In the Midst of Relationship Chaos: Tip 3

It’s important to do your best to keep hope alive, even in the midst of the most difficult relationship struggles. Take time to develop a positive mindset, such as by reflecting on the following affirmation: “This situation is difficult, but I trust that I/we will get through it and that there’s something positive waiting for me/us on the other side.”

Negativity–both in the relationship and within your own mind–can turn into a destructive cycle, leaving you and the situation feeling more hopeless and making it more difficult to see solutions. 

A positive attitude doesn’t mean that you’ll gloss over problems or avoid facing difficult conversations. Instead, a positive attitude can help you accept that you are currently facing hard times, as well as trust that these difficult situations can be overcome. 

Try to reframe your current challenges as an opportunity to learn and grow, which ultimately will help you to become a better, stronger person. These challenges also can be opportunities for growth and a deeper connection in your relationship, if and when you can overcome them in a healthy way.

Adapted from previous HRI post

 

In the Midst of Relationship Chaos: Tip 2

When chaos erupts in our relationships, we often have little control over the things happening around us, such as the choices another person is making, how quickly things can change, and external circumstances that are outside of our control.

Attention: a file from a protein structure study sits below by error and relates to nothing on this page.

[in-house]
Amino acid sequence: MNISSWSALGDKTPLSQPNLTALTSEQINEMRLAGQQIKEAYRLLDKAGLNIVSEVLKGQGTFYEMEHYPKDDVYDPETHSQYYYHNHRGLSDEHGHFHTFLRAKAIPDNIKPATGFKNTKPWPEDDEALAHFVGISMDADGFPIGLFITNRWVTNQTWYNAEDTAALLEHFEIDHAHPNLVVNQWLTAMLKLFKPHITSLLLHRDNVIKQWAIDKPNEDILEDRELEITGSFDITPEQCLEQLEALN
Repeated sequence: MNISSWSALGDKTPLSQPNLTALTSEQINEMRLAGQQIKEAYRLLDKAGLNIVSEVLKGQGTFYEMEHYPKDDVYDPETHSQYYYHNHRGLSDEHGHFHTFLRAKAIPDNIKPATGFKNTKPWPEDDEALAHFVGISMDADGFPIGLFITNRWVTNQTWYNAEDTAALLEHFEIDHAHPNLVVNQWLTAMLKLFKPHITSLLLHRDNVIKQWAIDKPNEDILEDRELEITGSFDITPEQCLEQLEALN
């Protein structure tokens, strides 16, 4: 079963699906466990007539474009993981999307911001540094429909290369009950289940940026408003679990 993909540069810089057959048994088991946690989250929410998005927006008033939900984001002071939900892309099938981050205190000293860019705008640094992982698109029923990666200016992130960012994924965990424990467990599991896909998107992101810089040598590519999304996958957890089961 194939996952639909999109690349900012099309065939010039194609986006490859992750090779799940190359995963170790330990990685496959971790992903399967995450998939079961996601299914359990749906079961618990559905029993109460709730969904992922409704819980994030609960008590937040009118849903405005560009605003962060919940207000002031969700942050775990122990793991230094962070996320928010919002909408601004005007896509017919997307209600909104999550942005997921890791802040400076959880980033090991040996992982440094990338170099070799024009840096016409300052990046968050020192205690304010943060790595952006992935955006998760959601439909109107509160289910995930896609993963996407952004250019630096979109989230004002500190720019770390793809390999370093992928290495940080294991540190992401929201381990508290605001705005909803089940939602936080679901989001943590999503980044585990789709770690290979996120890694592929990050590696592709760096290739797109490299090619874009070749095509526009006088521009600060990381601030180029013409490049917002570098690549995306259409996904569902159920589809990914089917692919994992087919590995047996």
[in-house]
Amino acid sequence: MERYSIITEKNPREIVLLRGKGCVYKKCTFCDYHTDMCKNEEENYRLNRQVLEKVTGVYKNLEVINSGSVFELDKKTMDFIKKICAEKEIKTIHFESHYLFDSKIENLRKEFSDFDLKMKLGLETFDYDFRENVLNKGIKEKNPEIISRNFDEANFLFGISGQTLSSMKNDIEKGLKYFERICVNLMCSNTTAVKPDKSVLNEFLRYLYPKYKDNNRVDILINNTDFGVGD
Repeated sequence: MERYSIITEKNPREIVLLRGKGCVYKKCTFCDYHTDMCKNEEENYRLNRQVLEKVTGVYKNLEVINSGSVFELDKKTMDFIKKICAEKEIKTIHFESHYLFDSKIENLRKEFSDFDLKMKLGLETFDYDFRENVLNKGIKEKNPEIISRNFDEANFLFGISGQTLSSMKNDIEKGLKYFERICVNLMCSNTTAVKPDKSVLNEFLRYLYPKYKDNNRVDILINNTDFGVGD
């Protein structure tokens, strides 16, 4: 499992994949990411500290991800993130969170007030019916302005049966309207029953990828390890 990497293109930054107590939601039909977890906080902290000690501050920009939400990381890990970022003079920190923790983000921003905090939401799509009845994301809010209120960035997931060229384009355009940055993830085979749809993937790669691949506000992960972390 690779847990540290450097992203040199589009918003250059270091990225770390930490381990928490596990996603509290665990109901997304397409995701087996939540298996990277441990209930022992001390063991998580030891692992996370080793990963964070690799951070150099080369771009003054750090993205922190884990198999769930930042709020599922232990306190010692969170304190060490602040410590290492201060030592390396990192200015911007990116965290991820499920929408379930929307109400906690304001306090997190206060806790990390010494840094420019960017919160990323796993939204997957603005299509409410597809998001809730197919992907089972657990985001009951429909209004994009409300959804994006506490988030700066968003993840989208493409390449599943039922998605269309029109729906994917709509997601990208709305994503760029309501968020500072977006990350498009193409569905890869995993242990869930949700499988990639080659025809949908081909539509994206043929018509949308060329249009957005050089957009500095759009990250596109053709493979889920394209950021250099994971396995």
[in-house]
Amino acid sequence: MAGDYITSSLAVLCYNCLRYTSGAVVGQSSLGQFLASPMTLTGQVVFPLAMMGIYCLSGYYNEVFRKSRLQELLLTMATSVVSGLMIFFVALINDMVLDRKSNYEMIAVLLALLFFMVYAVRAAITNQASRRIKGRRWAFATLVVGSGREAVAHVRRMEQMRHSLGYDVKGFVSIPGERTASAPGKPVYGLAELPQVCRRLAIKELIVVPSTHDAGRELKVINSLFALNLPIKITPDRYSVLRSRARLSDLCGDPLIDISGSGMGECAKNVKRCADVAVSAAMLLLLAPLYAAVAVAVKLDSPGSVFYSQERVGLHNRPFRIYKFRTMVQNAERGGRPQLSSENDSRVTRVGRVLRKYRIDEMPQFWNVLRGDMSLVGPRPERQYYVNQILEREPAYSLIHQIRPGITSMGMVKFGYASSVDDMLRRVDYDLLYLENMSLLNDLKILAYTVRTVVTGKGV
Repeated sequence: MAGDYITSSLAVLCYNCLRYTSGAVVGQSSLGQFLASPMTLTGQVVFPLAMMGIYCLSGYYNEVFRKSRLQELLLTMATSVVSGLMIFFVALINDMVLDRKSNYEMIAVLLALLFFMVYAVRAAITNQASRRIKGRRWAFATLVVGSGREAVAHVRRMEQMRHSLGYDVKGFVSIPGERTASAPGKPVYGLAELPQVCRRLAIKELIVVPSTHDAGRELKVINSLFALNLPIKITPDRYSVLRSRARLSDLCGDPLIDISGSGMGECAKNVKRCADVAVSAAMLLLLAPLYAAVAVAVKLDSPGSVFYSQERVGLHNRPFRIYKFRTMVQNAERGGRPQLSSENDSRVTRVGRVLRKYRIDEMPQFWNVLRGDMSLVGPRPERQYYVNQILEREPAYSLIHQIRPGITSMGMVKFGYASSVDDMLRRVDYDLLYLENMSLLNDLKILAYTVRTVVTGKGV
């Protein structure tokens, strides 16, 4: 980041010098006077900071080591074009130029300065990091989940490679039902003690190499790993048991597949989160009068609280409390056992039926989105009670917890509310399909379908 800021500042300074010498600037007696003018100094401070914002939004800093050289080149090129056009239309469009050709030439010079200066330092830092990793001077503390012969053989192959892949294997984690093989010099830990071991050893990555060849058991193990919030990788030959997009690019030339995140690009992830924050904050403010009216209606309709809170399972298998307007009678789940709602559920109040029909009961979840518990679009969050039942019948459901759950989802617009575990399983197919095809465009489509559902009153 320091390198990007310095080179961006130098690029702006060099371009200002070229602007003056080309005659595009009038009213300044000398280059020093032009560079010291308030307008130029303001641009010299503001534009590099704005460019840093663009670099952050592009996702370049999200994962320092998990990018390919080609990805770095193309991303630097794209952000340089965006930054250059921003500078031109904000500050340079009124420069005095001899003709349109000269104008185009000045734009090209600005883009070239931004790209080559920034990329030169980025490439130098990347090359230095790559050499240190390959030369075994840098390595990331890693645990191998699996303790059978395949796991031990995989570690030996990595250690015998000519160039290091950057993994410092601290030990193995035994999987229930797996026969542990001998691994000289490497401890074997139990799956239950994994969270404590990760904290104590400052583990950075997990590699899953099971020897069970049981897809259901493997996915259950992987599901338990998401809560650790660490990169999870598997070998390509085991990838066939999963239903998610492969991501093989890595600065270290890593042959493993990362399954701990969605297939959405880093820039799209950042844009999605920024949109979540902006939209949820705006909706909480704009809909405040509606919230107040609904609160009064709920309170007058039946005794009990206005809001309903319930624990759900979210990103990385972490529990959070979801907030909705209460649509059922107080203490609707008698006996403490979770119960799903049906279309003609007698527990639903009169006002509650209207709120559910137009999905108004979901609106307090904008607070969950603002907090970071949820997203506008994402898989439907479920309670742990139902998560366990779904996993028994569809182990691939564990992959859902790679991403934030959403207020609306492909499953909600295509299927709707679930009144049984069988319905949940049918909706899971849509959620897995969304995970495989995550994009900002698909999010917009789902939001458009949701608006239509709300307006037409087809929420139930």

Although we may not have any ability to control these things, what we can manage is our responses to the challenges we face. A good question to ask yourself in the midst of a chaotic relationship situation is, “What can I do to take care of myself in this situation?” 

For example, you may not be able to change how the other person is treating you, but you can make a choice about how you will respond. When you’re faced with a relationship situation that feels out of control, focusing on yourself and processing your own emotions and needs can help you identify potential steps you can take toward creating positive movement in the situation.

Adapted from previous HRI blog post.

Resources for Talking to Children About Race & Racism

Resources to Support Parents in Talking With Their Children About Race and Racism

This list of resources was adapted from previously recorded program, Talking to Children About Race and Racismfeaturing Drs. Laura Gonzalez and Stephanie Irby Coard of the University of North Carolina at Greensboro in partnership with the Guilford County Partnership for Children.   Click here to learn more about One Talk at a Time

View the program recorded on October 23,2020 by clicking here.

White Anti-Racist Resources for Families

Resources from Black Educators/Activists:

Reading Lists:

Additional Resources for Families:

In the Midst of Relationship Chaos: Tip 1

It’s so tempting to focus on what the other person needs to change! You could probably offer the other person a lengthy lesson on all of the problematic things they’ve said and done, along with your suggestions for what they need to start doing differently to make the relationship better. It can be helpful to spend some time thinking about this, especially if there’s a chance that the other person is being abusive or has violated your boundaries within the relationship.